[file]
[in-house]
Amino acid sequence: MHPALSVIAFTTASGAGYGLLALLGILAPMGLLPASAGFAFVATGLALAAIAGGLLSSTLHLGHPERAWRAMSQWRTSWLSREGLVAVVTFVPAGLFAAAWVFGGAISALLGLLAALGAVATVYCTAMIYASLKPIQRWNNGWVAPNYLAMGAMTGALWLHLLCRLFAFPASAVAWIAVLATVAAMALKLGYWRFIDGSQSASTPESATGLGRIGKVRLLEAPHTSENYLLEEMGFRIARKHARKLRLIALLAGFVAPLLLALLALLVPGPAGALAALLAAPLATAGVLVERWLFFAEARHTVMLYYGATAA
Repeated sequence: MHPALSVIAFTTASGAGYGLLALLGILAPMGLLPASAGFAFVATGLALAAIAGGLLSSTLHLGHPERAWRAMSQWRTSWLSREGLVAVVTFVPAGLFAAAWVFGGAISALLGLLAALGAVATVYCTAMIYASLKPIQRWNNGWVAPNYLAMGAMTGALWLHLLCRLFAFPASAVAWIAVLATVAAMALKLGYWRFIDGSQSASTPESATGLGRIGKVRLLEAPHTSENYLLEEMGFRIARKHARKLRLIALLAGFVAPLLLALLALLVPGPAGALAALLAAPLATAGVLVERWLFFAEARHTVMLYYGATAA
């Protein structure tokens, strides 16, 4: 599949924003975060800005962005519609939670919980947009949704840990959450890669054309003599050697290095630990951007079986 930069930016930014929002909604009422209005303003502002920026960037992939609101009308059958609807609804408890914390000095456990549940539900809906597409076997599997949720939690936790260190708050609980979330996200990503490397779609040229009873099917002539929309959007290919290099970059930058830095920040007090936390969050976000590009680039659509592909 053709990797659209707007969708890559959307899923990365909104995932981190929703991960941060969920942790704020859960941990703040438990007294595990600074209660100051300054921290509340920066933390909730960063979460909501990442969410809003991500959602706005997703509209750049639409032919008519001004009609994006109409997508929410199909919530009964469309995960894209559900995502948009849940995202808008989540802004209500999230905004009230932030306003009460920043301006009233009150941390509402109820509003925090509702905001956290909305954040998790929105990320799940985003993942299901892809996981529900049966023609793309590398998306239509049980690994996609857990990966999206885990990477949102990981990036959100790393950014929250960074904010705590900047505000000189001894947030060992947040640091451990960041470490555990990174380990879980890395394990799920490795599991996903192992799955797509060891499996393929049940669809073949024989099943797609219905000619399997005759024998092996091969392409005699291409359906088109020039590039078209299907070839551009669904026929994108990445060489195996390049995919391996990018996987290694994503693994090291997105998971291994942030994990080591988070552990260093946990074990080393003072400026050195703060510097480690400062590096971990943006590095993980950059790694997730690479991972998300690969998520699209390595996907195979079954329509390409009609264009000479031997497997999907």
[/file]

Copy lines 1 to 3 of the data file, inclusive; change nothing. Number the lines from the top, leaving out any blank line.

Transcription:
[in-house]
Amino acid sequence: MHPALSVIAFTTASGAGYGLLALLGILAPMGLLPASAGFAFVATGLALAAIAGGLLSSTLHLGHPERAWRAMSQWRTSWLSREGLVAVVTFVPAGLFAAAWVFGGAISALLGLLAALGAVATVYCTAMIYASLKPIQRWNNGWVAPNYLAMGAMTGALWLHLLCRLFAFPASAVAWIAVLATVAAMALKLGYWRFIDGSQSASTPESATGLGRIGKVRLLEAPHTSENYLLEEMGFRIARKHARKLRLIALLAGFVAPLLLALLALLVPGPAGALAALLAAPLATAGVLVERWLFFAEARHTVMLYYGATAA
Repeated sequence: MHPALSVIAFTTASGAGYGLLALLGILAPMGLLPASAGFAFVATGLALAAIAGGLLSSTLHLGHPERAWRAMSQWRTSWLSREGLVAVVTFVPAGLFAAAWVFGGAISALLGLLAALGAVATVYCTAMIYASLKPIQRWNNGWVAPNYLAMGAMTGALWLHLLCRLFAFPASAVAWIAVLATVAAMALKLGYWRFIDGSQSASTPESATGLGRIGKVRLLEAPHTSENYLLEEMGFRIARKHARKLRLIALLAGFVAPLLLALLALLVPGPAGALAALLAAPLATAGVLVERWLFFAEARHTVMLYYGATAA